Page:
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Meet Ed.D. Marshal Deepa Vasudevan, Ed.M.’15, Ed.D.’19

Gaining new insight into the critical role of youth workers and out-of-school educators — and how to nurture their growth, reward their contributions, and reduce staff turnover.
Deepa Vasudevan

Photo by Jill Anderson

Being a youth worker isn’t easy, and we tend to know why people doing that work leave their jobs, or even leave the career altogether: stress, high caseloads, insufficient support, low pay. But what about the “persisters” — the youth workers who stay in their jobs, despite the barriers?

Deepa Vasudevan, one of three doctoral marshals for HGSE’s graduating cohort, decided to find answers to that question in her dissertation. As a former youth worker in a Philadelphia high school, she saw firsthand the inspiring work being done in community-based programs by experienced youth workers; she knew the field wasn’t just made up of people eager to leave. After doing her research, which included extensive life story interviews with 20 seasoned practitioners, Vasudevan found a common thread among persisters: they saw their work less as a job and more as a community calling.

Just before graduation, Vasudevan shared her thoughts on these findings, how she hopes her research will help others, and what her own next steps are.

Are you a “persister”?
No and yes. In a traditional sense, I don’t see myself as a persister. I exited from a direct-service youth work position after a one-year fellowship at Parkway Northwest High School for Peace and Social Justice. I really enjoyed supporting young people outside of the structures of the traditional classroom setting, but I didn’t know how to stay in the work. I then worked for four years at the Out-of-School Time Resource Center, supporting youth workers (many of whom I understood to be persisters) through creating program resources, facilitating professional trainings, and conducting evaluations and needs assessments.

But also, yes. My research participants complicated a traditional construction of occupational identity and persistence. And, in doing so, they pushed me to see my professional experiences in a different light. While I don’t work with youth in a program any more, my research, advocacy, and teaching about youth work is a form of persistence.

How do you hope your research will help the field?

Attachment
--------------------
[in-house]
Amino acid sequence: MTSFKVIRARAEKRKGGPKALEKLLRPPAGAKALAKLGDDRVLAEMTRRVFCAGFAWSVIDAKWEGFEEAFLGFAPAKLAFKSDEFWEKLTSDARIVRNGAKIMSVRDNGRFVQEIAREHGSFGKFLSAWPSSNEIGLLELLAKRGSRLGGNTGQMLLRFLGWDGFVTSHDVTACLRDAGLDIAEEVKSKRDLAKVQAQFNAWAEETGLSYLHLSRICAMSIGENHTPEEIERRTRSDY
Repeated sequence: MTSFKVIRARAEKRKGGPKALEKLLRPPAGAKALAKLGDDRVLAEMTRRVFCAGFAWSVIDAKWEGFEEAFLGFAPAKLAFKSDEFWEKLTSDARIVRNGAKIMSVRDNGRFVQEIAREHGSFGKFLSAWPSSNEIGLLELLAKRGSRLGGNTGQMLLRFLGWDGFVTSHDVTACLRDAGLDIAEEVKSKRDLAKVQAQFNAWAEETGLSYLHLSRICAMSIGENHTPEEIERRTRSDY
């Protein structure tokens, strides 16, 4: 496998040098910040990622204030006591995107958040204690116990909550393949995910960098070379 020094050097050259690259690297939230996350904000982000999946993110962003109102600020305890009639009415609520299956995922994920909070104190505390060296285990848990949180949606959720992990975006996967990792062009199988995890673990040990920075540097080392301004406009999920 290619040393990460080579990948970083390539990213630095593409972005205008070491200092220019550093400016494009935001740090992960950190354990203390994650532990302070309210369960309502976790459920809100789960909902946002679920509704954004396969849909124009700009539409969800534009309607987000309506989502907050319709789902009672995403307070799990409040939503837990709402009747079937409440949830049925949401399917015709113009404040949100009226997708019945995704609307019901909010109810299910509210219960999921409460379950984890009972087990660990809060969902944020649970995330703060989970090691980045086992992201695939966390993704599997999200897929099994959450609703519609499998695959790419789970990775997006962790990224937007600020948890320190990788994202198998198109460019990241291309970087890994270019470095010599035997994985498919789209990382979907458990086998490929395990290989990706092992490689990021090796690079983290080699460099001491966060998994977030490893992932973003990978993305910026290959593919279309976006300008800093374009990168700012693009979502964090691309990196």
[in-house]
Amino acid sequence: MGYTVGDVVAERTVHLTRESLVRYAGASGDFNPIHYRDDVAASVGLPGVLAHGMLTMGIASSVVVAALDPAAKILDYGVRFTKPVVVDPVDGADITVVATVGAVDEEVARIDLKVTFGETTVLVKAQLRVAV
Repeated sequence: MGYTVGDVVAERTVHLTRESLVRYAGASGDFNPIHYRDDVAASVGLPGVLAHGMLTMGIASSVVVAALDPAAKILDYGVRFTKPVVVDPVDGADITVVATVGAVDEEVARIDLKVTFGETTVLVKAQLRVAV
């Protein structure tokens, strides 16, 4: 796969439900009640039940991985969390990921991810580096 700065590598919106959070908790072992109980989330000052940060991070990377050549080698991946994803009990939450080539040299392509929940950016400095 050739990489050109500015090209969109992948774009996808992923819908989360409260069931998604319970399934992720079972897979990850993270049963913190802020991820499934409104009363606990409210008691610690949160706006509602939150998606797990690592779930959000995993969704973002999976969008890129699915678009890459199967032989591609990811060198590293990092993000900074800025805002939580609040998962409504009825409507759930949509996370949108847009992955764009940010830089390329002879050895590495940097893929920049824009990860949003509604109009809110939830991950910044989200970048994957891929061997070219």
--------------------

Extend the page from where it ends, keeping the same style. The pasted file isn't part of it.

Long-term, caring relationships with youth workers matter for youth program participants, but right now, it seems like youth programs are designed for staff exits. I hope my research will inspire collective conversations and action in the nonprofit and philanthropic sectors about improving working conditions for youth workers — salaries and benefits in particular. While professionalization efforts are often focused on creating competencies and standards of accountability, my research shows that we must have immediate conversations around issues of equity and rights for youth workers. This means re-evaluating systems both within and beyond the field. Gentrification and crushing student loan debt make it nearly impossible for youth workers from low-income backgrounds or single working households to stay in this field. Within the field, I want to make sure organizational leaders nurture persisters’ callings and love for the work, rather than over-relying and exploiting these callings.

What’s one surprising thing you learned doing your research?
I thought I would learn from persisters about a variety of organizational supports that were nurturing their professional identities. There were some interesting examples of positive supports, but I found that many of the persisters I interviewed were relying on their personal callings as their primary fuel for continuity, and that a lot of them had experienced negligence, racism, and disrespect from managers.

Anything else?
In doing life history interviews, there were also really important stories of immigration and place that repeatedly came up in our conversations. Over half of my sample were first- or second-generation immigrants, and I think that their calling to youth work also related to creating spaces of belonging in the United States. I’m hoping to further my analysis about youth work and immigrant identities. This line of inquiry is of personal significance to me as the daughter of Indian immigrants who found a sense of belonging in afterschool clubs and activities.

What’s next for you?
I am excited to continue as visiting lecturer at Wellesley College next year, teaching a seminar titled Understanding and Improving Schools, as well as offering a new course, Centering Community: Critical Perspectives on Youth Work & Out-of-School Time Programs. This class builds on my Ed School module, A Place to Call Home: Developing and Advocating for Community Youth Programs.